Neither version of the story discloses the women’s names. A third-century text known as the Pseudo-Clementine Homilies says that the woman who asked for Jesus’s help was named Justa and her daughter’s name was Berenice. In the end, Jesus casts the demons out and Berenice is found recovered in her own bed (Metzger and Coogan 1993: 547).
The Mother Of The Dead Man
Luke 7.11–15 recounts an episode in the city of Nain where Jesus brings back to life a dead man who is being carried on his bier. The widowed mother of the dead man is among the crowd, and her name is not disclosed in the gospel.
Her identity is provided by an ancient book known as the Coptic text on Christ’s resurrection, where we read that the widow was named Lia or Leah. Interestingly, the authorship of this text is ascribed to Bartholomew, one of Jesus’s apostles (Metzger and Coogan 1993: 547).
The Robbers Crucified Next To Jesus
During the crucifixion, the gospel of Matthew (15.27) reports that two thieves were crucified on either side of Jesus. In Luke (23.39–43), we can even read a short conversation between Jesus and the thieves. One thief, usually known as the bad thief, demands of Jesus, “If thou be Christ, save thyself and us.” The other thief, the good one, asks Jesus to “remember me when thou comest into thy kingdom.”
The names of these characters are not provided in the Bible. Several extra-biblical sources offer us different versions of their names (Metzger and Coogan 1993: 548). An apocryphal text known as the Acts of Pilate (aka the Gospel of Nicodemus) refers to them as Gestas and Dysmas (10.2).
An Old Latin Gospel says that their names were Zoatham and Camma. The apocryphal Arabic Gospel of the Infancy adds additional information on the lives of these thieves.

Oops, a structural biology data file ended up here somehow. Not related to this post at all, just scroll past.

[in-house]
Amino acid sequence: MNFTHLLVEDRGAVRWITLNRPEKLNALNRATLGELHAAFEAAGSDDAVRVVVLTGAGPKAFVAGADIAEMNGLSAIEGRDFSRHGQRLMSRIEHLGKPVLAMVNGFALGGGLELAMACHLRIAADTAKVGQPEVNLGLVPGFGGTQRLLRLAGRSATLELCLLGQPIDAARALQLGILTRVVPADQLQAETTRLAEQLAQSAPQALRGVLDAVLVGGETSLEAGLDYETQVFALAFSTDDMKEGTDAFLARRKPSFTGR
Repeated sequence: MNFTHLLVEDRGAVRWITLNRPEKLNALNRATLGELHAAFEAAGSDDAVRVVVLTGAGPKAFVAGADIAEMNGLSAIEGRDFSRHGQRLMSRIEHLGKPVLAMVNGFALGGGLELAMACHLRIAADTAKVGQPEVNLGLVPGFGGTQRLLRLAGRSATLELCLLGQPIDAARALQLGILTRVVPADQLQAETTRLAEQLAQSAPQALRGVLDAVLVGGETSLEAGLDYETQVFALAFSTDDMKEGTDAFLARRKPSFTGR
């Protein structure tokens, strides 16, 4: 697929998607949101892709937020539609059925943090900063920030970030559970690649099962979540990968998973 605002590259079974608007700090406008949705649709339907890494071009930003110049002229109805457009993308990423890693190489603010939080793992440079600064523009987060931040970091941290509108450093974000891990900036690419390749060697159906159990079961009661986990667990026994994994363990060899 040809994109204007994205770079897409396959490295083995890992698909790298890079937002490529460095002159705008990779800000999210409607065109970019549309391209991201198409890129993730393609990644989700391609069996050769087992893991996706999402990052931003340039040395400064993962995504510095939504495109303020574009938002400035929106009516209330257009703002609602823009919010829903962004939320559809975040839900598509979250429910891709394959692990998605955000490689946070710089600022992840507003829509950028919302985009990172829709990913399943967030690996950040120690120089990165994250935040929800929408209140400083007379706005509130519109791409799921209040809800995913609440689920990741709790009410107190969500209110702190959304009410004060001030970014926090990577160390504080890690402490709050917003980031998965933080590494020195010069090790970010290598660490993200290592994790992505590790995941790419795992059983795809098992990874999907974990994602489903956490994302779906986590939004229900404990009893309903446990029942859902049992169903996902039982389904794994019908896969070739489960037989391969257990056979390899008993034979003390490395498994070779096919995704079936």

While Joseph, Mary, and Jesus (still an infant) are crossing a desert during the night, they meet the two thieves. The bad thief does not want to let the family go. The good thief offers the bad one 40 drachmas and his belt to let Jesus and his parents move on. At this point, Jesus anticipates their fates and confirms their names (Arabic Gospel of the Infancy, 23):
Thirty years hence, O my mother, the Jews will crucify me at Jerusalem, and these two robbers will be raised upon the cross along with me, Titus [the good thief] on my right hand and Dumachus [the bad thief] on my left; and after that day Titus shall go before me into Paradise.
The Soldier Who Pierced Jesus’s Side
In John 19, when the Roman soldiers attempted to break the legs of Jesus while He was hanging on the cross, they noticed that He was already dead. One of the soldiers pierced Jesus’s side (John 19.34).
The name of this Roman soldier is not mentioned in the Bible. The apocryphal Acts of Pilate tells us that the name of this soldier was Longinus (16.7). The spear is known as the Holy Lance.
Interestingly, Christian tradition claims that the Holy Lance was discovered during the First Crusade in Syria in June 1098. The story of this relic is confusing, and today, there are many relics that are said to be the Holy Lance. One of these is preserved in Rome at Saint Peter’s Basilica.
The Soldiers Who Guarded Jesus’s Tomb
In Matthew 27.65, Pilate agrees to assign a group of guards to watch over the tomb of Jesus to ensure that his body is not stolen. The names of the guards are not disclosed by Matthew.
The apocryphal Gospel of Peter (31), dated to the second century BC, does not provide the names of all the soldiers involved in this task, but it tells us that the guards were supervised by a Roman centurion named Petronius.
The Book of the Bee presents two versions on how many guards were watching over Jesus’s tomb. In chapter 44, there were five guards in total, who were named Issachar, Gad, Matthias, Barnabas, and Simon.
In the next verse, however, the Book of the Bee presents another version about the guards: “But others say they were fifteen, three centurions and their Roman and Jewish soldiers.”